Berri, C., Wacrenier, N., Millet, N. and Le Bihan-Duval, E. (2001), Effect of selection for improved body composition on muscle and meat characteristics of broilers from experimental and commercial lines. Poult. Sci., 80, 833-838        [ Links ]

Burr, I. W. and Foster, L. A. (1972), A test for equality of variances. Mimeo series nº 282. University of Purdue, West Lafayette, 26 p        [ Links ]

Chomcznski, P. and Sacchi, N. (1987), Single step method method of RNA isolation by acid guanidinium thiocyanate-phenol-chloroform extraction. Anal. Biochemistry, 162, 156-159         [ Links ]

Dransfield, E. and Sosnicki, A. A. (1999), Relationship between muscle growth and poultry meat quality. Poult. Sci., 78, 743-746         [ Links ]

Fujii, J., Otsu, K., Zorzato, F., Leon, S., Khanna, V. K., Weiler, J. E., O'Brien, P. J. and Maclennan, D. H. (1991), Identification of mutation in porcine ryanodine receptor associated with malignant hyperthermia. Science, 253, 448-451        [ Links ]

Guarnieri, P. D., Soares, A. L., Olivo, R., Schneider, J. P.; Macedo, R. M.; Ida, E. I. and Shimokomaki, M. (2004), Preslaughter handling with water shower spray inhibits PSE (Pale, Soft, Exudative) broiler breast meat in a commercial plant. Biochemical and Ultrastructural observations. J. Food Biochemistry, 28, 269-277        [ Links ]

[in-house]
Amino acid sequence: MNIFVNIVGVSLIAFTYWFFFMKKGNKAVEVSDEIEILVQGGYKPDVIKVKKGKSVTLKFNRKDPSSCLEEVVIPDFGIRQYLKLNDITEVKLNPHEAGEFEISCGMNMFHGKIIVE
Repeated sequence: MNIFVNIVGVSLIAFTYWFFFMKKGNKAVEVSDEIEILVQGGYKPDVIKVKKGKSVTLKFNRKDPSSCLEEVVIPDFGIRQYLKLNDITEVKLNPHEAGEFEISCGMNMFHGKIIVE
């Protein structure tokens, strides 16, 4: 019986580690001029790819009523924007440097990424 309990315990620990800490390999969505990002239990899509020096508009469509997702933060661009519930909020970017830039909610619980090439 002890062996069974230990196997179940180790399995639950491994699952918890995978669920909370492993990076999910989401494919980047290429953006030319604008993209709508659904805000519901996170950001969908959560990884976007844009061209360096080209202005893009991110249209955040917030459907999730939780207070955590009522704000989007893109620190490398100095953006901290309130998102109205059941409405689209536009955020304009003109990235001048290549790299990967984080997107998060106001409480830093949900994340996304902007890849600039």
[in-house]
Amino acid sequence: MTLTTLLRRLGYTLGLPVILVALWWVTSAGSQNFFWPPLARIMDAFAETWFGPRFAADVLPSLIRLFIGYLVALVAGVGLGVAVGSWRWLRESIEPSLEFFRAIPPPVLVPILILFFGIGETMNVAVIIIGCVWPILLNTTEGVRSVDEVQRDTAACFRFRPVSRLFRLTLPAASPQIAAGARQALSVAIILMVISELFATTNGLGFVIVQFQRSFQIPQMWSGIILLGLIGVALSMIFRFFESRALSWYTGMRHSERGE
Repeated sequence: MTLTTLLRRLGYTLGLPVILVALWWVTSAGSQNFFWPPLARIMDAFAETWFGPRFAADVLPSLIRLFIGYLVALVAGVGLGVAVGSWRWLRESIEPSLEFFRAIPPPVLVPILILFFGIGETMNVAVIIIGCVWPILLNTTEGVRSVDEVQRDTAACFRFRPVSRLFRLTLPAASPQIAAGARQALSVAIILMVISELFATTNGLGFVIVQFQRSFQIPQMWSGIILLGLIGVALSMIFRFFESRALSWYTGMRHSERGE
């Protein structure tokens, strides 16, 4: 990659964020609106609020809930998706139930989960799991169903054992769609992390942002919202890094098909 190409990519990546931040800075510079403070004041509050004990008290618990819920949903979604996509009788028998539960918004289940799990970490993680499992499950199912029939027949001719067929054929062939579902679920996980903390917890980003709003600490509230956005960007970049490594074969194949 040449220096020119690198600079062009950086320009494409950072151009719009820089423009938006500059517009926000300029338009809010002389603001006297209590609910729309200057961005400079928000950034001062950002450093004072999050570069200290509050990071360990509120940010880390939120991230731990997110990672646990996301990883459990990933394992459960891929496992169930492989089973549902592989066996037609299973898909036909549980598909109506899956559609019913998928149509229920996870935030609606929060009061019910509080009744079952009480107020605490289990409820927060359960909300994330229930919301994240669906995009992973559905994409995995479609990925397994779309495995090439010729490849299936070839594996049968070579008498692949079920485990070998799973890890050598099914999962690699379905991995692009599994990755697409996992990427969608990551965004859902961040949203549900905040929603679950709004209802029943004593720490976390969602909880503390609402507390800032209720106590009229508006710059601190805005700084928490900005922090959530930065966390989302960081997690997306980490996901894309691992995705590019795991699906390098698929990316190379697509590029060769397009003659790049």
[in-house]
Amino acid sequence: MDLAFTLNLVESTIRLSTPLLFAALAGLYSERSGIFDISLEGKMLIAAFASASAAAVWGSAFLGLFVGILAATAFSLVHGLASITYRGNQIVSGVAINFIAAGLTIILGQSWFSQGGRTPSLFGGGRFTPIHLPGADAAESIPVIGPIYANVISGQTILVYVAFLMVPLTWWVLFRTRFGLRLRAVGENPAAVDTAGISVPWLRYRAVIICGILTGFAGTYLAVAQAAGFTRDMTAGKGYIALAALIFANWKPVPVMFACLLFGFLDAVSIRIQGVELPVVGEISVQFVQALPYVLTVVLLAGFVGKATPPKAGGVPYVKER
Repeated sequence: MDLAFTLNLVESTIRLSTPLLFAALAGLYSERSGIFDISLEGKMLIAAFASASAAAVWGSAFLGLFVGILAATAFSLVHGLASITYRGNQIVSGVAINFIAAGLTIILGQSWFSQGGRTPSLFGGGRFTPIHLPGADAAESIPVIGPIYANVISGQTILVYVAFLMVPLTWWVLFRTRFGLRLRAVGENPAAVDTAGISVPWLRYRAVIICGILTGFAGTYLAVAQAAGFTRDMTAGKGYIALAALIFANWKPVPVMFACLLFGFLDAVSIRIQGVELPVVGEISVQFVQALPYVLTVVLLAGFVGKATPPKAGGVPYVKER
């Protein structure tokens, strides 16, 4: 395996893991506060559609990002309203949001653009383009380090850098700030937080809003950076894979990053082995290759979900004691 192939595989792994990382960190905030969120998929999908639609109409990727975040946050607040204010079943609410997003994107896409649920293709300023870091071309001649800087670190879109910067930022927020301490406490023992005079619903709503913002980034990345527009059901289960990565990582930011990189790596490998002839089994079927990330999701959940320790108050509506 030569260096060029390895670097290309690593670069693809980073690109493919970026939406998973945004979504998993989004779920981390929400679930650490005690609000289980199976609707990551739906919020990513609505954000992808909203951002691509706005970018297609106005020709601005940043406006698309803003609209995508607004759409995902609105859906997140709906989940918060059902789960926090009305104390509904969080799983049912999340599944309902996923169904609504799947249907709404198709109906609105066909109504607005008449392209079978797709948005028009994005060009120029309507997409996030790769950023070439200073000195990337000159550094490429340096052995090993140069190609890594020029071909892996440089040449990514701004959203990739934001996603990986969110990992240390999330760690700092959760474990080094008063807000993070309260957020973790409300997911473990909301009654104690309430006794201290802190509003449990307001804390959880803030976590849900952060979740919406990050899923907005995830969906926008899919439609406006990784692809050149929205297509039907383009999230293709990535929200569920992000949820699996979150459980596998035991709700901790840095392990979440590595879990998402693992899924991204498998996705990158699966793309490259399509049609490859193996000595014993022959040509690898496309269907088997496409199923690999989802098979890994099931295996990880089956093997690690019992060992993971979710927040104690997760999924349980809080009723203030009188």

Jurkat-Rott, K., McCarthy, T., Lehmannn-Hornm, F. (2000), Genetics and pathogenesis of malignant hyperthermia. Muscle Nerve, 23, 4-27        [ Links ]

Lara, J. A. F., Nepomuceno, A. L., Ledur, M. C., Ida, E. I. and Shimokomaki, M. (2003), Chicken PSE (Pale, Soft, Exudative) meat. Mutations in the ryanodine receptor gene. Proceedings of International Congress of Meat Science and Technology. 49, 79-80        [ Links ]

Le Bihan-Duval, E., Millet, N. and Remingnon, H. (1999), Broiler meat quality: effect of selection for increased carcass quality and estimates of genetic parameters. Poult. Sci., 78, 822-826        [ Links ]

Lin, C. J. and Barbosa, A. S. (2002), Techniques for gene transcription regulation analysis and their application in molecular endocrinology. Arquivos Brasileiros de Endocrinologia and Metabologia, 46, 330-340        [ Links ]

Liu, C., McFarland, D. C. and Velleman, S. G. (2005), Effect of genetic selection on myoD and myogenin expression in turkeys with different growth rates. Poult. Sci., 84, 376-384        [ Links ]

Maak, S., Wicke, M. and Swalve, H. H. (2005), Analysis of gene expression in specific muscles of swine and turkey. Arch. Tierz. Dummerstorf, 48, Special Issue, 135-140        [ Links ]